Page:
Check for Existing Trade Mark Conflicts and Thereafter Promptly Register Your Mark



Prior to making your final selection of a new trademark, you must determine if anyone else is using the same, or a confusingly similar, trademark on either the same type or product or a related product.  The usual way this is done is to consult a trade mark specialist who will obtain and evaluate what is called an availability search.


It bears repeating that this step is a must.  A search of the mark should be done for both your financial and legal protection.  Your initial investment in labels, packaging or advertising that use a new mark can be sizable.  If you proceed to this stage before finding out whether the mark is available you risk losing your entire investment.  You can be forced to destroy material.  Furthermore you can find yourself involved in a trademark infringement case and face court costs and other financial damages.  Take the time to protect your investment and your future and obtain a search.




Many companies are reluctant to adopt a new trademark without some form of market research to determine consumer reaction to, and acceptance of, the proposed trademark.  Advertising agencies frequently perform this service for their clients, along with pre-testing of advertising and packaging.  There are also independent market research organizations which specialise in consumer surveys of all kinds.  While many trademark owners may regard these surveys as unnecessary, others like the assurance of consumer reaction before they commit themselves to a sizeable investment in a nationwide advertising program.




Once you have selected and legally cleared your new brand, you should promptly register it as a trade mark and thereafter affix it to the goods or their containers, or to tags or labels affixed to them.  You may even place it on a display associated with the goods, such as point-of-purchase display. The requirements of affixing the trade mark to the product does not arise with a service mark, which may be used in advertising the services.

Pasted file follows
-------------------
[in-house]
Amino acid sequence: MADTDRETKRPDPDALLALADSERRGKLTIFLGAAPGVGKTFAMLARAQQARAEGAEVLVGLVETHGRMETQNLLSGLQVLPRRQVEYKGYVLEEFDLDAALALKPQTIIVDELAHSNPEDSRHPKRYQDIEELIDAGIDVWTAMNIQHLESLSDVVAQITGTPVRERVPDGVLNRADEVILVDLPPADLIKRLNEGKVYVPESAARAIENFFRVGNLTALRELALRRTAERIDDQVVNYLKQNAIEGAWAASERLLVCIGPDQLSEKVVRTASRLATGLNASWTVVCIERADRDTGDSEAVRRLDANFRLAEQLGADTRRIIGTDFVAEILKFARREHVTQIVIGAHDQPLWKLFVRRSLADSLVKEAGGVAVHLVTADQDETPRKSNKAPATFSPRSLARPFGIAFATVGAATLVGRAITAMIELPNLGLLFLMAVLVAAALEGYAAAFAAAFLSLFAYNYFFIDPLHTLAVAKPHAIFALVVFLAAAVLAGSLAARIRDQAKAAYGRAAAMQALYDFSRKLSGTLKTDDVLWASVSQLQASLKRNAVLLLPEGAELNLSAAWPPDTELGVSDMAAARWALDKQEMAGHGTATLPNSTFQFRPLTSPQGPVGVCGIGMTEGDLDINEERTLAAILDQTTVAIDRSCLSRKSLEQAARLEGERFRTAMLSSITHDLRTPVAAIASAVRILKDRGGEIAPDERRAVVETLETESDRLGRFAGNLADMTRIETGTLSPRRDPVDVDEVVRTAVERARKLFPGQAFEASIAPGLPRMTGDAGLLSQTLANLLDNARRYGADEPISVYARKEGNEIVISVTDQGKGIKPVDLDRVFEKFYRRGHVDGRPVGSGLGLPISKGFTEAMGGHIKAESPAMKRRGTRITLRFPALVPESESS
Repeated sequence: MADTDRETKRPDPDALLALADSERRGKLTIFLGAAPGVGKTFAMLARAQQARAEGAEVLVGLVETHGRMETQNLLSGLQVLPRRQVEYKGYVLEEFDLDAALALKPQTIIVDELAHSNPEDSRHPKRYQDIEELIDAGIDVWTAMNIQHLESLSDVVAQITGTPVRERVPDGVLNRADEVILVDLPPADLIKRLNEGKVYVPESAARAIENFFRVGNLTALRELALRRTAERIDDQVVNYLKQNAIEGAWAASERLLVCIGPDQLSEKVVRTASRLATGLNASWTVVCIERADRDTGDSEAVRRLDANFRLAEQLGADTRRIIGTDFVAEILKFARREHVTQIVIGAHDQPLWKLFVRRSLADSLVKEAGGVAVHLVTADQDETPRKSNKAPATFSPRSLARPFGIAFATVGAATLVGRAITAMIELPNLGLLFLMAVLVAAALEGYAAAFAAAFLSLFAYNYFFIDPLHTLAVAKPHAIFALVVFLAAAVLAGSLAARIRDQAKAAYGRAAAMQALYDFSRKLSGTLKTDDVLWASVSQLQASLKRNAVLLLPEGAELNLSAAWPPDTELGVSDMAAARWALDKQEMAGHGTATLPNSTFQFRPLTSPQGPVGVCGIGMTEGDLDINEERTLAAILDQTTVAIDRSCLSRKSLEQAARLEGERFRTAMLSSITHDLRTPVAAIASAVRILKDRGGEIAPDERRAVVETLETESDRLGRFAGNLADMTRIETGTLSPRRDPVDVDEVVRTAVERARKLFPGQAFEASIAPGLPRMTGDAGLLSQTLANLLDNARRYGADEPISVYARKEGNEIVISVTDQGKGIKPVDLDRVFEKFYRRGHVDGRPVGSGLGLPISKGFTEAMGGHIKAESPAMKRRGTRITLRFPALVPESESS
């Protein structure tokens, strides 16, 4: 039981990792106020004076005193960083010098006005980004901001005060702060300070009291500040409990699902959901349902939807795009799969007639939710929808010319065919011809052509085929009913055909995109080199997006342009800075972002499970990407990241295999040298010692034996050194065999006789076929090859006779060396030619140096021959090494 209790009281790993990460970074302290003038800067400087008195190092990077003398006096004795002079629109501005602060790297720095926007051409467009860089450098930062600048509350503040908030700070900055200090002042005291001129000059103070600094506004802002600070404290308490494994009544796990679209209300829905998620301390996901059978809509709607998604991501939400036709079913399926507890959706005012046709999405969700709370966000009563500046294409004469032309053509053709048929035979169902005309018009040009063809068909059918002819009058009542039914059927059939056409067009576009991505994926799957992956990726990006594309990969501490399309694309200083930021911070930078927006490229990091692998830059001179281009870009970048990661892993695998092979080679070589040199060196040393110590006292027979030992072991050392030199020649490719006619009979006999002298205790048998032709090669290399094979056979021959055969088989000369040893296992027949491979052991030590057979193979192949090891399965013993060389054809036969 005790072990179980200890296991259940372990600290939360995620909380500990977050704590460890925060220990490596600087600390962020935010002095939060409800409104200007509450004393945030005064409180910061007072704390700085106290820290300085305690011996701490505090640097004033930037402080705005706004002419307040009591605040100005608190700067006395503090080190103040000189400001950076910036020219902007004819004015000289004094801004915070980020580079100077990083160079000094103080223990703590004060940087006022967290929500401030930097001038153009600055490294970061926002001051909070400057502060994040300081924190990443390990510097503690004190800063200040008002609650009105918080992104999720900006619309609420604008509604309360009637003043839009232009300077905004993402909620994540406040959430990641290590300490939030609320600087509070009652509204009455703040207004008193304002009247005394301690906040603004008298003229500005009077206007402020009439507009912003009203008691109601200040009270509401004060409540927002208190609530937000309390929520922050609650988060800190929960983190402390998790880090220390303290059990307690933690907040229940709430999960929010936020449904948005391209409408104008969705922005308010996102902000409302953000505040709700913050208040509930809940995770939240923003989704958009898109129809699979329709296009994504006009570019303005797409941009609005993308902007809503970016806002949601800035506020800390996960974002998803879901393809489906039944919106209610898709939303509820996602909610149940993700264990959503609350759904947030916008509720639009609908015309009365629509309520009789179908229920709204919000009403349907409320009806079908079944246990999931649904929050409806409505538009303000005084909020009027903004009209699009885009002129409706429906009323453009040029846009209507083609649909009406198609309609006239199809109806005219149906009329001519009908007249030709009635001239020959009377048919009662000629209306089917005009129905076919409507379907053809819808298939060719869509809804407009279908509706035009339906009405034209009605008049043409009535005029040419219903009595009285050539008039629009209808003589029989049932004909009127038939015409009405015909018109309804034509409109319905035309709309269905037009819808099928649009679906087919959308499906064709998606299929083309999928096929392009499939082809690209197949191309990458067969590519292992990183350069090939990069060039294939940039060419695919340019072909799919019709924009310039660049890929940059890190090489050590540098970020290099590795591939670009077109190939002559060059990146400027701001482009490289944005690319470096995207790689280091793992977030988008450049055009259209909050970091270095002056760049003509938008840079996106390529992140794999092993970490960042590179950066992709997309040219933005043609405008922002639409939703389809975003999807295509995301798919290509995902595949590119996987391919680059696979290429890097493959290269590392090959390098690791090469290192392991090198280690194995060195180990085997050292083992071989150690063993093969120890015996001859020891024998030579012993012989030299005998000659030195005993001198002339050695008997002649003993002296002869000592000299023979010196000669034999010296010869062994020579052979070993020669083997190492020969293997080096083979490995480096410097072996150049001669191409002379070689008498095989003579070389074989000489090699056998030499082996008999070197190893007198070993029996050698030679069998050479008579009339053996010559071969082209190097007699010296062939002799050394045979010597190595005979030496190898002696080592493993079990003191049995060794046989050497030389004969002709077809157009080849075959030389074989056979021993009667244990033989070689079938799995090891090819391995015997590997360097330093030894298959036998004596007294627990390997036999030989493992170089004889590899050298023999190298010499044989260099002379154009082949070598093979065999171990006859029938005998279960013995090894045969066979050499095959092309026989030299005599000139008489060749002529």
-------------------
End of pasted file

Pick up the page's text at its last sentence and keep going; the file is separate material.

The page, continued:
Once the trademark is affixed to the products, you should arrange for an early sale of a reasonable quantity.  The number of the products need not be great, since limited trademark use reinforces ownership rights..  However, limited volume sales must be followed by sales in commercial volume within a reasonable time.


The earliest sales should be made on an arm’s length basis to an independent purchaser, not to another division or subsidiary of your company.  The sales should be treated as regular commercial transactions, invoiced and paid for the same as many others.  To be eligible for federal registration, the trademark must be used in interstate commerce, and sales and shipments of the products to out-of-state purchasers will suffice.  Be sure to document the earliest sale and to retain copies of invoices in a permanent trademark file, together with copies of the cheques given in payment.


It is not easy to select a successful trademark – one that is not only legally sound, but the most appropriate you can device to create maximum sales of your particular product.  It takes time, patience, ingenuity, and oftentimes a lot of hard work.  The temptation is great to turn in desperation to a dark horse thought up on the spur of the moment.  The answer to that is Don’t!!  There is no substitute for careful, thoughtful, and intelligent selection.  Remember, once you adopt your new trade mark, promptly register it and thereafter begin to use and advertise it.  Your new products may stand or fall as a result, and if you succeed with your new trademark you are very likely to succeed with your new product as well.